I have recently been working on the history of a family estate in London, which includes a number of lovely streets in South Kensington, including Hereford Square along Gloucester Road. And, it was while researching the history of one house in Hereford Square that I uncovered a fascinating collection of former residents – including one man suspected as being Jack the Ripper!
Hereford Square was built over the gardens of a large country house during the late 1840s with almost all the new houses occupied with residents at the time of the 1851 census.
During the mid 19th century Hereford Square was home to a number of renowned residents, including artists, politicians, and clergymen, and during the 1880s the renowned actress Fanny Kemble was living at No.26.
Later, No.12 was the home of Arthur Gore, three times Wimbledon singles champion and two times gold medal-winning tennis player.
However, it was during the 1890s that No.10 Hereford Square became the home of Jane Cobden, the daughter of reformer and radical politician, Richard Cobden, an MP most remembered for his opinions on Free Trade.
Emma ‘Jane’ Cobden followed in her father’s footsteps and took an active role in politics, particularly the women’s suffrage movement. However, she chose not to engage in militant activities (unlike her sister Anne who was imprisoned in 1906), but succeeded in being one of the first women, alongside Lady Sandhurst, elected to the first London County Council in 1889.
At the time of the 1891 census, Jane Cobden was recorded in Hereford Square as ‘Member of County Council’ and at the same time was living with her sister Ellen and her husband, artist Walter Sickert.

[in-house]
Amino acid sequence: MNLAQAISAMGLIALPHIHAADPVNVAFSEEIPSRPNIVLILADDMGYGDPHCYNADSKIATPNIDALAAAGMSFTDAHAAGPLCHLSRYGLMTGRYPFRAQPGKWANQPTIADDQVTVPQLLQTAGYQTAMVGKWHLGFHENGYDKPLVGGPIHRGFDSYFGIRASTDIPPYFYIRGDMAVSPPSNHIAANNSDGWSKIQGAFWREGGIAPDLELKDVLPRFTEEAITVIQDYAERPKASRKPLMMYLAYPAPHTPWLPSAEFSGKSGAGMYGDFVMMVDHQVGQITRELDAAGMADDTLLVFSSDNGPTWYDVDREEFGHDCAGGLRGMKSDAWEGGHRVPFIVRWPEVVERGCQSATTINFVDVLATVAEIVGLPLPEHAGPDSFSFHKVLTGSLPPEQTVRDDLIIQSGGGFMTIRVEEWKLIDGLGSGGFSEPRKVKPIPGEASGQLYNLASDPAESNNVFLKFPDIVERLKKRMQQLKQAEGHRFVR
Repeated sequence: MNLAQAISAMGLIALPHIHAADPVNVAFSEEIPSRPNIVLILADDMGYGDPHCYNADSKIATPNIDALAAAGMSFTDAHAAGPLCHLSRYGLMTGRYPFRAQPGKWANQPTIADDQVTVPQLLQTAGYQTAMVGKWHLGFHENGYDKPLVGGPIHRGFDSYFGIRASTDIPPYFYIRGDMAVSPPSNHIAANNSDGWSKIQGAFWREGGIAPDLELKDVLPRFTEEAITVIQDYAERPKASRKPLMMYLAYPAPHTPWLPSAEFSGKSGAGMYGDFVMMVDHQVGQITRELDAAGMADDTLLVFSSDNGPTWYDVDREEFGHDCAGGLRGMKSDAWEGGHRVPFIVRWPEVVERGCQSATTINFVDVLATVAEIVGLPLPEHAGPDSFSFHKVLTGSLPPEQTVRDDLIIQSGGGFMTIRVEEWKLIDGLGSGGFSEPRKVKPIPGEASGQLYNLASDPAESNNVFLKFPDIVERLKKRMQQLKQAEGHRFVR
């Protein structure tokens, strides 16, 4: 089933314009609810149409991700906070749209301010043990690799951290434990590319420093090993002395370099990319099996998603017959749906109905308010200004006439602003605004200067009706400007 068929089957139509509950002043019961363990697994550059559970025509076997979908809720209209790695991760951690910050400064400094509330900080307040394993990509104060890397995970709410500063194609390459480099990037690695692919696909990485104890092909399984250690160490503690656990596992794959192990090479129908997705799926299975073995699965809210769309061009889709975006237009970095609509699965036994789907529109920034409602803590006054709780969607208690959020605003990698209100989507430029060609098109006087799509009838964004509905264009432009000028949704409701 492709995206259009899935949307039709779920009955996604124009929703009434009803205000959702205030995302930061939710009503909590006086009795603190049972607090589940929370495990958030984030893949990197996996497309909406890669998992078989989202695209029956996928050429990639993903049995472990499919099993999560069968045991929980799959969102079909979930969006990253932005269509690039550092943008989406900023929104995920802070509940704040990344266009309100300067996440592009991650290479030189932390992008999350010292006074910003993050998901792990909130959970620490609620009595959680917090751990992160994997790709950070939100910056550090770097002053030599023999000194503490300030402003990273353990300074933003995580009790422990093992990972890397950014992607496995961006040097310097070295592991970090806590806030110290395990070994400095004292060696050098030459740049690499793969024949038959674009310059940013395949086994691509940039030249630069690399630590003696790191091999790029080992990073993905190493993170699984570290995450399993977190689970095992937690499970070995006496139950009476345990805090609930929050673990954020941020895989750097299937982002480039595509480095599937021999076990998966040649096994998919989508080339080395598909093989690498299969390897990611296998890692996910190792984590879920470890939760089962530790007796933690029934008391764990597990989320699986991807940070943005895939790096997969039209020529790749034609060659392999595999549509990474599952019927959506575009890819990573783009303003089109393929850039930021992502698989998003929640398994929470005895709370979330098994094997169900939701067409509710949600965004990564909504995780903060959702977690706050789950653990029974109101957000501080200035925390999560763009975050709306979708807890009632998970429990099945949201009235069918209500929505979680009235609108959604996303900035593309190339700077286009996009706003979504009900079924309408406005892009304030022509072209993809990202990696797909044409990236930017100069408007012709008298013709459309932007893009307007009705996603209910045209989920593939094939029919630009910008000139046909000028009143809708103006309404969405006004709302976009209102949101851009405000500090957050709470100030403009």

Sickert was a pupil of James McNeil Whistler’s and much inspired by Edgar Degas. He became a prominent artist during the early 20th century and co-founded the Camden Town Group of artists, and went on to have a prolific career with many of his works held in galleries across the country, including the Tate Collection.
However, controversy has surrounded Sickert since his death as he has been suspected as being the notorious murderer Jack the Ripper, who wreaked havoc on the streets of East London in 1888. Sickert was interested in the crimes of The Ripper, and it is believed he even lodged in a room thought to have been used by the murderer, and he later created a painting of the room called ‘Jack the Ripper’s Bedroom’ (now in Manchester Art Gallery).
It was many years later, during the 1970s, that the first hint of Sickert being involved or actually even being Jack the Ripper first surfaced. Since that time a number of books have been published claiming Sickert as The Ripper, including celebrated crime novelist, Patricia Cornwall, who is convinced it was Sickert and published her findings in Portrait of a Killer – Jack the Ripper Case Closed, in 2002. However, many others have refuted the claims as completely false.
Curiously, nearby pub ‘The Hereford Arms’ states in its history that it was “the reputed drinking haunt of Jack the Ripper, but this has never been confirmed as his identity has never been established!” It is interesting to note that Walter Sickert was living just across the road in Hereford Square at the time!
The history of No.10 Hereford Square also featured in my latest column ‘A Place in History’ for The London Magazine. For more stories featuring the history of London houses you can check out the magazine each month or visit the website – including No.11 Chesterfield Hill in Mayfair :-)